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Evangelical piety includes phrases such as “She is filled with the Spirit” and “the Holy Spirit lives within me.” The language is puzzling, however. For what does it mean for the infinite immaterial Spirit to indwell finite, fleshy persons?
For traditionally minded Christians, there is yet another challenge. The claim that the Spirit indwells the faithful suggests that the Spirit is somehow distinctly present to these individuals. Yet the great Christian tradition has widely affirmed the principle that omnia opera trinitatis ad extra sunt indivisa, which is in effect to say that there is no division between the works of the divine persons within creation. According to this principle, it is not as if the Father does one thing, the Son does another, and the Spirit performs some third action, each of which makes a unique contribution to the unfolding of God’s plan of salvation. No, the acts of the Father, Son, and Spirit are numerically one, or identical. At the same time, the divine persons are not numerically identical to each other; that would be Unitarianism. Furthermore, the Father, Son, and Spirit do have distinct missions or roles to play within the divine economy of salvation. Given these distinct missions, therefore, it makes good theological sense to single out the Spirit as the one who specially indwells members of the Church, provided that Scripture and Tradition furnishes sufficient grounds for such an attribution to the Spirit. Holding all of these pieces together certainly is not for the faint of heart!
This is the challenging topic that Adonis Vidu addressed at Fuller Theological Seminary. Drawing from the Augustinian-Thomistic tradition, Vidu argued that there is a special sense in which the Holy Spirit inhabits Christians through love, in particular love for God. On the assumption that the ad extra operations or actions of the divine persons are indivisible, Vidu contended that the love for God produced within the human soul is the common production of all three persons, yet this production of love disposes us specifically to receive one of the persons, the Holy Spirit. In other words, the love that is produced within the human soul by the Triune God disposes the human to enjoy God, particularly God-as-Spirit.
Presupposed here is the ancient idea that the Spirit is related to divine love is some unique way. Those within this tradition sometimes say that the Spirit proceeds from the love between the Father and Son, while others say that the Spirit just is the love between the Father and Son. Whatever the case, the point is that the Spirit is somehow especially related to God’s love, and thus the Triune God’s production of love for God within the human soul bears a unique relationship to God the Spirit.
So, what might it mean for the Spirit to indwell humans? I understand Vidu’s answer to be basically this: God indwells the human in the sense that the Triune God kindles love for God within the human soul, and this love bears a peculiar likeness to the Spirit, a likeness that somehow picks out the Spirit and distinguishes the Spirit from the Father and Son.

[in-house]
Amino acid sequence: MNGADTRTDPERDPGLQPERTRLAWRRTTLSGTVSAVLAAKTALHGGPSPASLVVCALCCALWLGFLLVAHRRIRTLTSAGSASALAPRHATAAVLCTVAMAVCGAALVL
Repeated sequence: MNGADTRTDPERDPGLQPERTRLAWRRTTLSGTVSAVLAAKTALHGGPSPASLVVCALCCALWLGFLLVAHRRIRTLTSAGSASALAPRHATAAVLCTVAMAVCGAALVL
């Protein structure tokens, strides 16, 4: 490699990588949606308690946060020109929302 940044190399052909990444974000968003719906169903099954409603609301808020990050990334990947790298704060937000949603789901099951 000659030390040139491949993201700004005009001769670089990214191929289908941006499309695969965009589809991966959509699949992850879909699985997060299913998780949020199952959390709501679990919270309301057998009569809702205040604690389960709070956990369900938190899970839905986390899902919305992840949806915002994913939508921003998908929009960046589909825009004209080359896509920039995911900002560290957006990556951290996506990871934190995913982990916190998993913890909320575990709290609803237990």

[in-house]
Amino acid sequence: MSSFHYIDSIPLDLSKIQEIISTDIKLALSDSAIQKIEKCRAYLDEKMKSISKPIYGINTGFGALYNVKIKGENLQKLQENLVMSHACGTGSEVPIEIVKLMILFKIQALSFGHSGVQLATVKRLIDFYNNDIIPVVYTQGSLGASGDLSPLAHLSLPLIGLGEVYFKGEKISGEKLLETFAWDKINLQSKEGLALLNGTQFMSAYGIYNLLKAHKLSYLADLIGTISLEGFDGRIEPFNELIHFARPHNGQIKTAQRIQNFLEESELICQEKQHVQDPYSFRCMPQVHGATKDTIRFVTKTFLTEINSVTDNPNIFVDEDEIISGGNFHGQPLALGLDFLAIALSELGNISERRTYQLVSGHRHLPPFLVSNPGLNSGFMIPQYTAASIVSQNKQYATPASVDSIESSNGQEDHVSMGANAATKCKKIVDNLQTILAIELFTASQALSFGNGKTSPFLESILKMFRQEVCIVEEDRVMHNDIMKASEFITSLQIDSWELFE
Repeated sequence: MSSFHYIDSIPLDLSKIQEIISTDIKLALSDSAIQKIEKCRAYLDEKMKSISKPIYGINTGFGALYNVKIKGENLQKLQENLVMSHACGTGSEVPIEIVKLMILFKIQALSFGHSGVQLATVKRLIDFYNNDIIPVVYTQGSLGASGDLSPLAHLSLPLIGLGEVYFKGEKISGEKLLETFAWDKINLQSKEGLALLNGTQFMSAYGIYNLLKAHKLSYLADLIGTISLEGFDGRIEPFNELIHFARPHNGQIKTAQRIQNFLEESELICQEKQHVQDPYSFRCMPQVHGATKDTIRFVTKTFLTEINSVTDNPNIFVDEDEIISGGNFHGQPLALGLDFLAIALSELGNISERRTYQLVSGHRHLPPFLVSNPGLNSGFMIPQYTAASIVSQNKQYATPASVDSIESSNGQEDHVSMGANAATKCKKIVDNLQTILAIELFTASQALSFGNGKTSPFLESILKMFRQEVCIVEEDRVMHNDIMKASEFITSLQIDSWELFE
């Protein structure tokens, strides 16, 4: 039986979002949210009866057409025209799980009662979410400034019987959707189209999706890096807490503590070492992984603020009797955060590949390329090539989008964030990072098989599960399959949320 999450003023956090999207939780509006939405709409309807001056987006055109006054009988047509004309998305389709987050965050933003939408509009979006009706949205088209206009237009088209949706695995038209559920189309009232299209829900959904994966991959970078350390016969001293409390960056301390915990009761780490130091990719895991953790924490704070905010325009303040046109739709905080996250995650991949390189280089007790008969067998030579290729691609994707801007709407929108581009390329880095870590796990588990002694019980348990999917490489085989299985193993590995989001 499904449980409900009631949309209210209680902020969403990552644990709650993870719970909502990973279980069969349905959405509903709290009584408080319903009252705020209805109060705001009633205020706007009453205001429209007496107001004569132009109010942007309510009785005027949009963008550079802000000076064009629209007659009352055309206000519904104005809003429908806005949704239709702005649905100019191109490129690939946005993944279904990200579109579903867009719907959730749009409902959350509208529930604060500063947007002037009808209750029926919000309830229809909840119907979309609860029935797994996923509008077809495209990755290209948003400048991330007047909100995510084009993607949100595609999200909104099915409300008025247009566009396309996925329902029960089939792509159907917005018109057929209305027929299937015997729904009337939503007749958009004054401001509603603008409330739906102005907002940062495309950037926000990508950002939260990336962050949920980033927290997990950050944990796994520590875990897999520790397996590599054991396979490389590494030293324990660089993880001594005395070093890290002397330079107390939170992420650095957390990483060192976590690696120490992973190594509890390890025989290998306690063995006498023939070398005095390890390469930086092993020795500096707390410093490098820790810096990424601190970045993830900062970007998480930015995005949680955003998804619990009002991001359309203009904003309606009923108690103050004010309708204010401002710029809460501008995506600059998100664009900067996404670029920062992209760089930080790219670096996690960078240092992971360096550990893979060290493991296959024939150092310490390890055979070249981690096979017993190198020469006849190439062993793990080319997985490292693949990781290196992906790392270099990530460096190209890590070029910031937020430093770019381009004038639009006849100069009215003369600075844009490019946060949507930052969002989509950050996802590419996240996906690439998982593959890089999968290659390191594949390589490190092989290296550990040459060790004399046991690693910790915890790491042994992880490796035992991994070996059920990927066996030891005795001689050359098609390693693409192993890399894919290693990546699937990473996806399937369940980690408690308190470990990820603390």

For my part, I think we need a richer, deeper account of the Spirit’s indwelling than that which is suggested by Vidu. The account I like can be found in the work of the late Episcopalian philosopher, William Alston. In his essay, “The Indwelling of the Holy Spirit,” Alston offers an account of the Spirit’s indwelling in terms of a kind of literal participation within the Spirit’s life, where the barriers that normally separate one life from another are broken down. I cannot plot the details of Alston’s account at present, but to be all too brief, Alston envisions ways in which the Spirit’s love, joy, peace, patience, gentleness, and so on are fed into humans—not copies of these psychological states, but the actual states. For Alston, believers quite literally share in the Spirit’s lived experience!
The view might initially sound a bit crazy. Yet I would argue that good sense can be made of Alston’s view, and, furthermore, that Alston’s view is just a fancy way of understanding the ancient doctrine of deification. Notice, also, that it may be that Alston’s view is compatible with the principle, omnia opera trinitatis ad extra sunt indivisa. For there appears to be no contradiction between the idea that all of God’s actions within creation are the effort of all three divine persons and the notion that the Spirit’s unique mental states can be shared with humans. The second of these ideas might be incompatible with the teaching that the Father, Son, and Spirit share the numerically same mind, but that constraint was not discussed by Vidu. In any case, Alston’s view provides a rich account of the Spirit’s indwelling that does not violate the key principle that guided Vidu’s talk. I, for one, would like to see Vidu engage Alston at his next talk at Fuller, which, I hope, will be in the near future.